I’m not a nervous talker, just a talker. As it happens, I’m also a talker who has a friend who once felt the need to call attention to her talking problem.
This was about eight years ago, after I’d quit my office job to be a full time consultant and have more flexibility for the kids.
That first year of my work at home life, business was slow. Not only was my phone not ringing off the hook, but I also no longer had a parade of people wandering by my office, bringing me their news and gossip and giving me opportunities to exercise my adult-onset-ADD.
It was lonely.
Jen called one afternoon to chat, which surprised me because the two of us had just recently met for drinks with another friend.
As it turns out, that was what the call was about.
“You were talking so much, neither of us could get a word in edgewise,” Jen said. “You totally dominated the conversation.”
Seriously. My friend was sharing her deep, abiding concern that I talk too much.
This was an INTERVENTION.
Raise your hand if this has ever happened to you.
On second thought, don’t. This is my story. Shush.
The first step in recovery is being honest with yourself, right? I realized I’d probably been overly enthusiastic for adult time that evening. I didn’t actually remember anything they might have contributed to the conversation.
Nevertheless, I was hurt. Jen said she was sorry to have to be the one to break it to me, but these things had to be said.
Since I’m still fuzzy on WHY these things had to be said, I guess that means I’m not technically in recovery.
Jen’s call stung for a few days, until I went to a brunch with my aunt and cousins and all our kids. It was loud and raucous and lovely. In a rare pause in the conversation, I shared the story of my intervention a la Jen.
Relaying my story actually took a while. There were plenty of interruptions. I’m far from the talkiest person in this group.
When I finally got it all out, my aunt looked at my sad talking-addict face and burst out laughing.
“I have the perfect support group for you,” she said. “It’s called ‘Anon, anon, anon …”
… You might have to say that out loud to get it. It took me a second.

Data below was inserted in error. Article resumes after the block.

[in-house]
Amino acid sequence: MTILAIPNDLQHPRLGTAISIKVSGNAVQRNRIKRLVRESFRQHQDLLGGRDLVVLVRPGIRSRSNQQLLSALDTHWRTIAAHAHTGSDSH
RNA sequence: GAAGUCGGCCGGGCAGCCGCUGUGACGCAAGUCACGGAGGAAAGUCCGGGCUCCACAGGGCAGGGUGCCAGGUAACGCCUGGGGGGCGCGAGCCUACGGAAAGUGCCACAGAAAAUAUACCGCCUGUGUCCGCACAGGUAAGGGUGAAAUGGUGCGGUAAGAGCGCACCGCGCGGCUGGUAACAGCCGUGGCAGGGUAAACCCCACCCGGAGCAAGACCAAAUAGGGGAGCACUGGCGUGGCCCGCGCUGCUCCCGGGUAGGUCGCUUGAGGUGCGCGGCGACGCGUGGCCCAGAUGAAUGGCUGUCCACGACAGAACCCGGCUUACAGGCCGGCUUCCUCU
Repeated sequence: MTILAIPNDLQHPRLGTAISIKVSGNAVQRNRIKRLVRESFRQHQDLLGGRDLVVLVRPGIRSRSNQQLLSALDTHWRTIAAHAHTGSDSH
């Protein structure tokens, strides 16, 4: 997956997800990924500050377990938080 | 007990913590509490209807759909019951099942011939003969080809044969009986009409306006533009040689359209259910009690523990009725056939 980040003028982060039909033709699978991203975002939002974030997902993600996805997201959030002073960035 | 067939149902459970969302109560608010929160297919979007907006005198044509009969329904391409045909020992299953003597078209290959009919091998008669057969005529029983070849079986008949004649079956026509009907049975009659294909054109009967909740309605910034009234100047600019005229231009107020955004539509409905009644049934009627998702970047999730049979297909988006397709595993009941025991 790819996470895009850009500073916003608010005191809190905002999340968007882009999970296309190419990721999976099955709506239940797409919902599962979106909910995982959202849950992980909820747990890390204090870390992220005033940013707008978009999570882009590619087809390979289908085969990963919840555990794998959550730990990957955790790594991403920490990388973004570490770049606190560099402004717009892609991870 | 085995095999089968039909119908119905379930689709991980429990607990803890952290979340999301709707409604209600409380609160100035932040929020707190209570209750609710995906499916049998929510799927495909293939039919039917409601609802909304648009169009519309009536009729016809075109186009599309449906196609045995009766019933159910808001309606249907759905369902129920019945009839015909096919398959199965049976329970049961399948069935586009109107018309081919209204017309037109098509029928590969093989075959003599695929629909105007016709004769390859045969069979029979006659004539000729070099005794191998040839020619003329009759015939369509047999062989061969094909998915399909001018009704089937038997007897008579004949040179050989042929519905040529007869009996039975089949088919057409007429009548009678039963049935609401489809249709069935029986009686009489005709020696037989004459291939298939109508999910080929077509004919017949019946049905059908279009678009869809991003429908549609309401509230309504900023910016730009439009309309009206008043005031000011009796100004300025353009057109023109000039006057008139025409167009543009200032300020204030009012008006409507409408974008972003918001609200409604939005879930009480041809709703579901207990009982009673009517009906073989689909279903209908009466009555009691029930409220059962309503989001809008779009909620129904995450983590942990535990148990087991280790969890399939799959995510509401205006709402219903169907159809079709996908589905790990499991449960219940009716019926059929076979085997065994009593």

I guess I shouldn’t have expected sympathy from these guys, all full-on talking addicts themselves. At least they appreciate a good story.
Anyhow…I wonder these days if Jen has had a moment to think about that intervention in the years since. We don’t talk much any more.
She has since married and now has small children. The last time I saw her she had two preschool boys who couldn’t stand still long enough for a quick hello.
I wonder if Jen has someone around with whom she can spill her guts when she needs adult time? Someone who’ll help stave off the crazy that comes with the realization that she’s started constantly referring to herself in the third person, that she’s so frequently used euphemisms for body parts and functions she no longer remembers what the real words are, and that her vocabulary is now mostly monosyllabic?
Anyway, I was thinking about this after my annual exam. My doctor is a really cool older guy who, like me, started a running routine later on in life (… wait, did he say 70? Shoot that’s old), so our conversations usually start with something about running, and then we talk about work (mine, not his, although I do know he doesn’t sign up for a lot of running events because he never knows when he’s going to have to deliver a baby).
By the time we get to the awkward stuff, I just keep talking, partially because he’s actually a very good listener and partially because I’d like to forget I’ve got an octogenarian staring at my hoochie.
… Which all makes me think maybe I AM a nervous talker. In any case, I’m perfectly healthy and don’t really need a check up, and it’s not like I’m going to be pushing out any more babies, so I might as well get all the value I can out of these gyno visits, right?
And I’m fairly certain my doctor isn’t going to stage a talking intervention. I only see him once a year.